Premiers Unite to Ask Ottawa for More

December 3, 2019 Updated: December 4, 2019

Canada’s premiers want more money from Ottawa, especially for provinces suffering from the lingering slump in the oil sector. Their announcement was made following the annual meeting of the country’s 13 premiers in Toronto on Dec. 2.

Even the premiers of Quebec and British Columbia, despite their opposition to pipelines, joined a united call for more federal help to oil-rich provinces.

But the question in the back of many minds is whether this will quell the growing feeling of western alienation.

Following the meeting, the premiers issued a joint communique that called for changes in the Fiscal Stabilization Program (FSP). Alberta received just $248 million from the FSP in 2016, despite watching $8.8 billion of revenue disappear as the oilpatch dried up.

Following the meetings, Newfoundland Premier Dwight Ball told the media that when oil royalties in his province dropped by $1.1 billion, in 2016 the FSP only shelled out $7.9 million.

“When you use the word ‘stabilization fund,’ you’d think the intent would be to stabilize something. Well, it didn’t work,” Ball said.

“Alberta, Saskatchewan, and Newfoundland and Labrador are in very difficult circumstances with the rapid drop in oil and resource revenues,” said Quebec Premier François Legault. “We’re all asking the federal government to improve this program to provide more support to those provinces.”

Currently, provinces can apply for help from the federal government if a province has a five-year decline in its non-resource revenues of more than 5 percent. They can also apply if resource revenues fall more than 50 percent in a single year. However, help is capped at $60 per capita.

The communique said, “Changes could include, but are not limited to, removing the per capita cap, lowering the non-resource revenue threshold and retroactive payments over the last five years.”

Such proposals would cost Ottawa an additional $1 billion, an amount much less than the $20 billion handed out under equalization. Alberta Premier Jason Kenney said he still wants equalization changed, but welcomed the solidarity shown regarding the FSP.

“I have been trying to convey to Albertans that we are not alone or isolated in the federation,” he said. “There are provincial and territorial governments that get what we’re going through and understand our ask for a fair deal.”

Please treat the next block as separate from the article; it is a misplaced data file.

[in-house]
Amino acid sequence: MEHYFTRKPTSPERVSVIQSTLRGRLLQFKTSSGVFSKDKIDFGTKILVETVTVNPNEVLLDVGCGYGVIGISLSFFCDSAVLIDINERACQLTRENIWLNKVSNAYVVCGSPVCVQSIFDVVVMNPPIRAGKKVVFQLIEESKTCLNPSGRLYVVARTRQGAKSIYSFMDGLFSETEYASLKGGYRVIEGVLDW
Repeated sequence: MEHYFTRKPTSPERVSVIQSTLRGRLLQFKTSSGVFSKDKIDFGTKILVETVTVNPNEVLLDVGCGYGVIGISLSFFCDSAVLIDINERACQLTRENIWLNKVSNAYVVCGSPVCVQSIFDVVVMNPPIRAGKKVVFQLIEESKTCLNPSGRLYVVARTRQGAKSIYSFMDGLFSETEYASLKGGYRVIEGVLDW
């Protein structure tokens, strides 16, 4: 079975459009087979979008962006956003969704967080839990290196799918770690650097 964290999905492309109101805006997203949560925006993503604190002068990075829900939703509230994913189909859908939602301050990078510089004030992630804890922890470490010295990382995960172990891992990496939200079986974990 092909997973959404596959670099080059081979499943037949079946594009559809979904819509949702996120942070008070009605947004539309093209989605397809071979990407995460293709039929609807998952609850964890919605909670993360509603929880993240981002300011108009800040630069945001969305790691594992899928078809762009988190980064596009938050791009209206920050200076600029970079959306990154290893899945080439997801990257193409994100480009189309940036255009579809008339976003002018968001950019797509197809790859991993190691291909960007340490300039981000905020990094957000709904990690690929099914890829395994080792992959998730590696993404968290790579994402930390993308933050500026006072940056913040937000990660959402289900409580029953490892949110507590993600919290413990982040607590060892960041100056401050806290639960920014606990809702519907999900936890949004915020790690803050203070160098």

Although such changes could cost Ottawa more than $1 billion, they would still be much less than the $20 billion equalization program.

The provinces also want the annual Canada Health Transfer to rise by 5.2 percent annually. The amount was recognized by the Conference Board of Canada as the actual cost of health care in Canada. Currently, that number only rises by the rate of GDP growth (roughly 3 percent).

“The ask at this table of 5.2 percent is not a number that we plucked out of the air. It is a number that is necessary for us to sustainably fund what is a growing investment in jurisdictions across this province,” said Saskatchewan Premier Scott Moe.

‘High Degree of Unity’

Joseph Garcea, a political science professor at the University of Saskatchewan, says the unity displayed is not insignificant. “Quite often premiers leave conferences and they’re more divided than when they got there. … This time they have a high degree of unity.”

The minority position of the governing Liberals and the need to respond to calls for western separatism give the upper hand to the premiers.

“They basically all realize they’ve got the federal government over a barrel and they’re gong to spank it and they’re going to try to get as much out of it as they possibly can,” Garcea says.

“It’s like kids in a candy store. They want it all. The question is how much can the federal government afford to give them.”

Garcea believes the current push by the premiers won’t lead to western separatism. Under the Liberals it means more money. But whenever the Conservatives return to power, the provinces could enjoy “a very highly decentralized form of federalism with limited involvement by the federal government except to write cheques when possible.”

Indeed, the communique emphasizes the need for federal consultation with the provinces, freedom from federal regulations on purely provincial energy development projects, and the ability to opt out of federal programs “with full compensation.”

Deputy Prime Minister Chrystia Freeland was present for the gathering, but the premiers want to meet with the prime minister himself. Moe wrote Trudeau on their behalf, sending the communique and requesting two days of talks in early 2020.

The considerations for the Liberal government are clear.

“They want to score a lot of political points but limit the amount of funds they need to transfer to score those political points,” Garcea says. “What they’re hoping it will show is that they’re willing to put some water in their wine and make some compromises to make federalism work.”